First, Pelosi made a call for due process, which is always important, of course. But then she got into the weeds. “Just because someone is accused — and was it one accusation? Is it two?” she said to NBC’s Chuck Todd. “I think there has to be — John Conyers is an icon in our country. He has done a great deal to protect women.”

Lawmakers Push Alcohol Tax Cut Despite Rising Drinking Rates
The tax break would save alcohol producers $4.2 billion

Sen. Rob Portman of Ohio leaves the Republican Senate policy lunch in the Capitol on Nov. 14. (Tom Williams/CQ Roll Call)

States Face Children’s Health Coverage Uncertainty
Federal funding could soon run out

Oregon governor Kate Brown recently wrote to her state’s two Democratic senators warning that federal funding for the Children’s Health Insurance Program will  run out in December. (Photo by Scott Olson/Getty Images)

About two months after federal funding lapsed for the Children’s Health Insurance Program, state officials still don’t know exactly when they’ll run out of money or when Congress will renew funding — leaving families that depend on the program increasingly anxious about their benefits.

At least a few states say that they could exhaust funds as soon as next month. States are growing more concerned about the program with just a few days left on the congressional calendar until December and no signs that lawmakers plan in the immediate future to renew funding. 

Podcast: Trip Wires Await the GOP Tax Proposals
The Week Ahead, Episode 79

From left, Sen. Debbie Stabenow, D-Mich., ranking member Sen. Ron Wyden, D-Ore., chairman Sen. Orrin Hatch, R-Utah, and Sen. Chuck Grassley, R-Iowa, participate in the Senate Finance Committee markup of the "Tax Cuts and Jobs Act" on Wednesday, Nov. 15, 2017. (Photo By Bill Clark/CQ Roll Call)

Roll Call reporters Lindsey McPherson and Niels Lesniewski, who cover the House and Senate, walk us through the hurdles that Republicans have to overcome to pass the legislation.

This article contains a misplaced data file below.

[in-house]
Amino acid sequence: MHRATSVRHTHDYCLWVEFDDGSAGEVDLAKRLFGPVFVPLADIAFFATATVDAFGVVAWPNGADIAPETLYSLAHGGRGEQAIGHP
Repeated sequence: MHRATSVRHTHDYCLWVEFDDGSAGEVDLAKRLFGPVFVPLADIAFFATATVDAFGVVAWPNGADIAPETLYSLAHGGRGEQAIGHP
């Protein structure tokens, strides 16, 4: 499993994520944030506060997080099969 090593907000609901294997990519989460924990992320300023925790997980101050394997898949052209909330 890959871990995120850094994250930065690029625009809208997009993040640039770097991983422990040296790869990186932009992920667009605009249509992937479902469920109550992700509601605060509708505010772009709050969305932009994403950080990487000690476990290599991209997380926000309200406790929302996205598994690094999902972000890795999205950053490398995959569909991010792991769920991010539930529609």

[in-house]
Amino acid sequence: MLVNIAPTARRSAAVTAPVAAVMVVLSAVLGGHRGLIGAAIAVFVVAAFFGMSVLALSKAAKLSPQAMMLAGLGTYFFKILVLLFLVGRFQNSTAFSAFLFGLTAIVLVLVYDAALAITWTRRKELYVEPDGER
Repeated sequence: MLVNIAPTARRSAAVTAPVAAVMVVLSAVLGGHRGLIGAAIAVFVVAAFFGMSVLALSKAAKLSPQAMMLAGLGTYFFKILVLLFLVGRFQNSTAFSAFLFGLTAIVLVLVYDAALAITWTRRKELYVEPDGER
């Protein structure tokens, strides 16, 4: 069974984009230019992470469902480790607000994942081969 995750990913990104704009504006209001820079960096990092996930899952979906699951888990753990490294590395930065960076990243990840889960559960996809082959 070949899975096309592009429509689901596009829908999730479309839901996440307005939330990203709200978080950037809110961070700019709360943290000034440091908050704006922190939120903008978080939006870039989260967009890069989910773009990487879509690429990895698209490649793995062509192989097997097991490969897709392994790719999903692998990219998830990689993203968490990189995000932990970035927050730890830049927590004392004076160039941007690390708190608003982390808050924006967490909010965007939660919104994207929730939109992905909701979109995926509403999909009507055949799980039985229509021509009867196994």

Show Notes:

Photos of the Week: Taxes Dominate, Bible Museum Opens and Trump Visits
The week of Nov. 13 as captured by Roll Call’s photographers

Virginia Rep. Scott Taylor sits on the House steps to shoot a selfie video about his vote on the tax overhaul Thursday. (Bill Clark/CQ Roll Call)

Taxes once again dominated action on the Hill, with the Senate Finance Committee marking up its plan while the House passed its version of a tax overhaul by a 227-205 vote Thursday. 

JCT: Low-Income Households Worse Off Under New Senate Tax Plan
Families will be “clobbered,” Wyden says

The Senate Finance Committee is debating a revised GOP tax plan that would raise taxes on lower-income households, according to the JCT. Pictured here, ranking member Ron Wyden, left, and Chairman Orrin G. Hatch at a Wednesday markup. (Bill Clark/CQ Roll Call)

An updated Senate plan to overhaul the U.S. tax code could dramatically raise taxes on households earning between $10,000 to $30,000 starting in 2021, according to new findings released Thursday by the Joint Committee on Taxation.

The analysis incorporates the effect of changes released by Senate Republicans late Tuesday in a chairman’s mark, including repeal of the individual mandate penalty for failure to purchase health insurance coverage, bigger tax rate cuts and child tax credits, and sunsetting provisions affecting individuals and families after 2025.